At CURE, Dr. Judy has built transformative racial equity frameworks and change management processes that have impacted thousands of lives. She began her career focused on health disparities, recognizing that stress from societal racism can become embodied and manifested through “weathering” that prematurely ages the body and shortens the lifespan of racially marginalized communities. 

She is unapologetically committed to centering Black people and the communities that have inspired her life’s work. The daughter of Haitian immigrants, she grew up in South Florida surrounded by music, her grandmother’s herbal garden, and the struggle to make it in a country that saw her family as outsiders. 

In 2022, after experiencing multiple health emergencies coupled with burnout from the intensity of the “racial reckoning” that increased demand for CURE’s racial equity services, Judy began a process of listening to the wisdom of her body, healing old trauma wounds, and reclaiming rest and her love of mind-body healing. During this time she explored somatics, indigenous and and ancestral healing practices and earned certifications in multiple healing modalities including yoga and energy medicine.

Emerging from a place of rest and listening to what her soul wanted to share, she now weaves mindfulness, body-awareness and spiritual activism to support changemakers and organizations to regenerate their leadership and give to the world from a place of ease and wholeness.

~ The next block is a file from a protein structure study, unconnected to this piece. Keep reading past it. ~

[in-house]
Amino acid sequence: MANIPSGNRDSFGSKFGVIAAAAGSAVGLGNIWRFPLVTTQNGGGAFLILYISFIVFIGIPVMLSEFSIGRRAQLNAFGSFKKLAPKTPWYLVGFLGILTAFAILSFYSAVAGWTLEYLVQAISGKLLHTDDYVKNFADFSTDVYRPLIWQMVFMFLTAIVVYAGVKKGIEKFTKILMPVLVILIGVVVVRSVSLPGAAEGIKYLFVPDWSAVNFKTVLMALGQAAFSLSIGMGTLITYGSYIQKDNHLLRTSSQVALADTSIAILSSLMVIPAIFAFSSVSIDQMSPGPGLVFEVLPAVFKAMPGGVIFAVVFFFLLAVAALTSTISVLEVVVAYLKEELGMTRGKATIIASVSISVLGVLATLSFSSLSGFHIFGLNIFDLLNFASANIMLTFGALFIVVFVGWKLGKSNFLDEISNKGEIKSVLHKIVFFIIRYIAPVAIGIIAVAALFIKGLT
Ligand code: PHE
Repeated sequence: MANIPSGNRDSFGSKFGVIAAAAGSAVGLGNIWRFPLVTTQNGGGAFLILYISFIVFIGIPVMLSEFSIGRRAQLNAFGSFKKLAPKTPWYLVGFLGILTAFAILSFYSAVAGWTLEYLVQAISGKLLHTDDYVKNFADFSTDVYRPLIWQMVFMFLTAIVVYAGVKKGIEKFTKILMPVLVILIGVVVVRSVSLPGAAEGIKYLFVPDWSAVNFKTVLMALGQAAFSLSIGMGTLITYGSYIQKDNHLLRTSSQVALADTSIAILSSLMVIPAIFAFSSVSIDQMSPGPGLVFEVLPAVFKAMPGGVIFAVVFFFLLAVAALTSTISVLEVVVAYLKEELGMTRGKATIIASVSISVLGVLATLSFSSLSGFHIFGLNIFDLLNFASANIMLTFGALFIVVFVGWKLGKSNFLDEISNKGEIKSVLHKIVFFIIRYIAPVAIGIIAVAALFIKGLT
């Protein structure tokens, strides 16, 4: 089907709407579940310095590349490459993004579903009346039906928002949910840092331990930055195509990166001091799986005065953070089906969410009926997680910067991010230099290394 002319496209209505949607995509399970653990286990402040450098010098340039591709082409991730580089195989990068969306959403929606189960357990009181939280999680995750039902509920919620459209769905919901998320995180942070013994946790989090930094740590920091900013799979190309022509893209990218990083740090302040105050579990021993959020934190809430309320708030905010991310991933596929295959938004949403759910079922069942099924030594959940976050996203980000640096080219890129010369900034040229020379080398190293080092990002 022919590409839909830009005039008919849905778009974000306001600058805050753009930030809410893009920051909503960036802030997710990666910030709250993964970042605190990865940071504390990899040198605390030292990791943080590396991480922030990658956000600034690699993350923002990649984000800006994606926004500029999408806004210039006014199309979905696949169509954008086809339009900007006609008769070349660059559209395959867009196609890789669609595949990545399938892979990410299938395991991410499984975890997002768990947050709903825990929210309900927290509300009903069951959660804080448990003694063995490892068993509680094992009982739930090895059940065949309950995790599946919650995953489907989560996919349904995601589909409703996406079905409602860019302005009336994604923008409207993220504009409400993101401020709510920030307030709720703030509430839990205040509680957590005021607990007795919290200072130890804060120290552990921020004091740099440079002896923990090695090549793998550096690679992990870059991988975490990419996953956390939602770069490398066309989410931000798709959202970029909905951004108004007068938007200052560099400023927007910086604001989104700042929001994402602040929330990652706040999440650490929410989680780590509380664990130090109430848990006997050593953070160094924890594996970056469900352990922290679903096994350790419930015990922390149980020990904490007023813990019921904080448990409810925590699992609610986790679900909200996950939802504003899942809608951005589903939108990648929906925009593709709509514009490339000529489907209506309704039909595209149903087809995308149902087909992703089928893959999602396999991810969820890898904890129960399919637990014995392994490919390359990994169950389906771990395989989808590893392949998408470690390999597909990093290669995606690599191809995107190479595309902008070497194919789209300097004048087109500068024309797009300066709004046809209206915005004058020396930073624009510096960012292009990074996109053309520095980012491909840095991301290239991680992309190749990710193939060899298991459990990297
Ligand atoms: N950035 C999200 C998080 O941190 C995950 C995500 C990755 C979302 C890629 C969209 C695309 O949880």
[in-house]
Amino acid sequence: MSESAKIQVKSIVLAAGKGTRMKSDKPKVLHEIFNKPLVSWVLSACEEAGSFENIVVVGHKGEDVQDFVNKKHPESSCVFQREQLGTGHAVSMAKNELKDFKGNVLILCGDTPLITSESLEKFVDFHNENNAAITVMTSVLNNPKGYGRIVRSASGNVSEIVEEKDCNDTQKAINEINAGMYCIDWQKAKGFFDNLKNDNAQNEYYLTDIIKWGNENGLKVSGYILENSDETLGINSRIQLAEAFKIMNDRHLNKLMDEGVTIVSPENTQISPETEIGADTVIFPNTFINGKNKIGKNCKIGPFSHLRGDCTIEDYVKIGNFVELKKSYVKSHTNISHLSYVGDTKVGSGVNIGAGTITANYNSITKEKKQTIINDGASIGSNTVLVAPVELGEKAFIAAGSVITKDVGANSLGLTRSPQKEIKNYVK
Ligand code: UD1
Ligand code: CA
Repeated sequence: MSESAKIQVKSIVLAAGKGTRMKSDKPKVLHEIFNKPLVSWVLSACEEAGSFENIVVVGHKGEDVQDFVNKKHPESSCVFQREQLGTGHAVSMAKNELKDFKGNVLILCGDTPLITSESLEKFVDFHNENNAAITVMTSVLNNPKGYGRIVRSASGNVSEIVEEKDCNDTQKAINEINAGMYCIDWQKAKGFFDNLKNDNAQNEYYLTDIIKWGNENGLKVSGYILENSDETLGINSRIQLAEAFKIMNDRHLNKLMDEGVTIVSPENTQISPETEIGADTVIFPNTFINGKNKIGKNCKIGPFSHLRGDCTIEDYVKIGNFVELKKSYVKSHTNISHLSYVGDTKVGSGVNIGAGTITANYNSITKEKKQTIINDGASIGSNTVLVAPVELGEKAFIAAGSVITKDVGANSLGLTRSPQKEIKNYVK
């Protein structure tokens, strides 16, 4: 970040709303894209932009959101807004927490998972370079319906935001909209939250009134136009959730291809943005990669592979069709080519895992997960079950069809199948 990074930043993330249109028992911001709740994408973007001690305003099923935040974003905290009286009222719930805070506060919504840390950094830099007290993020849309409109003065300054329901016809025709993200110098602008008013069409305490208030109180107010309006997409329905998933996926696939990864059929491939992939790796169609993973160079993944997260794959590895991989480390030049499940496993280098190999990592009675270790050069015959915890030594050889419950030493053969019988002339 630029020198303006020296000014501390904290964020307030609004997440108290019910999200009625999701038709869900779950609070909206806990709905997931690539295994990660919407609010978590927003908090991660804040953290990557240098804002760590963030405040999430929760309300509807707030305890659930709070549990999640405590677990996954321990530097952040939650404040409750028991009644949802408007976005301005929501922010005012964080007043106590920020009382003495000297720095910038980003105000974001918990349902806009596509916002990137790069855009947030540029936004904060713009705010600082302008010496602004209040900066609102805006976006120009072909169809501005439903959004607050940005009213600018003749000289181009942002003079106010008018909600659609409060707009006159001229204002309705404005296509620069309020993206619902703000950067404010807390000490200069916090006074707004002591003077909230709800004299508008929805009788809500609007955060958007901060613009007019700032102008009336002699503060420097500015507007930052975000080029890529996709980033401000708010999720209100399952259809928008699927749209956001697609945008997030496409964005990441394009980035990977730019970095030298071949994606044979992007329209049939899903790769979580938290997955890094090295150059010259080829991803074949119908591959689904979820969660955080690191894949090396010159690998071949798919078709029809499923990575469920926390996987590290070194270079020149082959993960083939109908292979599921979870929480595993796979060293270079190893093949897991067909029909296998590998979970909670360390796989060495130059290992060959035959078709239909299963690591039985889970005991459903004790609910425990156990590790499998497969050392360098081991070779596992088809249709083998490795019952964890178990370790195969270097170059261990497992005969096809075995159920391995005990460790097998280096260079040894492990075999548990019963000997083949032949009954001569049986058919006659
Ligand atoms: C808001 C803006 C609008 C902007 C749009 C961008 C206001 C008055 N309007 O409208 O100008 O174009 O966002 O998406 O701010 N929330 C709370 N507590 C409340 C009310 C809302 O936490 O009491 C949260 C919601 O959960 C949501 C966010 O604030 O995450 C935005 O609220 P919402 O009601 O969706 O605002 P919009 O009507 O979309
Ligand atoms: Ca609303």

Long committed to promoting women’s health and wellness, she is the author of The Heart of Living Well: Six Principles for a Life of Health, Beauty and Balance.

Find Judy on instagram or linkedin at @drjudylubin, where she (occasionally) shares posts celebrating Black joy, healing and well-being.

Shawn J. Moore

Residing at the intersection of leadership and mindfulness, Shawn creates sacred spaces for stillness and self-inquiry to help social impact leaders align their strengths, intention, and impact. Through his integrative approach, he holds transformative containers for self-renewal, personal discovery, and capacity-building that ease clients on their journey towards peace, clarity, and freedom.

Shawn is committed to empower changemakers to become embodied leaders – unified in mind, body, and heart – with the tools to mindfully pause, reconnect to their inner knowing, make strengths-driven decisions, and lead the change they believe the world needs.  

Reckoning with his own contemplation of burnout, purpose, and alignment, Shawn transitioned out of his role as Associate Dean of Student Life & Leadership at Morehouse College in the fall of 2021 to focus more on mindfulness and stillness-based training programs and workshops. 

While leadership resonates with him deeply, it is his personal and spiritual practices that allows him to continue to show up for himself and others. He is a yoga teacher (E-RYT® 200, RYT® 500, YACEP®), sound and reiki practitioner, meditation teacher, Yoga Nidra facilitator, and Gallup-Certified Strengths Coach, all focused through a Buddhist lens and 17 years of personal practice. He has contributed workshops, practices, and educational opportunities for celebrities like Questlove and Dyllón Burnside, and various yoga studios and colleges, Yoga International, Omstars, Melanin Moves Project, the Human Rights Campaign, Spotify and Lululemon. He currently serves as the Facilitation and Community Manager for BEAM (Black Emotional & Mental Health Collective).

Shawn hosts a podcast called The Mindful Rebel® Podcast that creates a platform to continually explore this unique intersection of leadership and mindfulness. Find him on instagram @shawnj_moore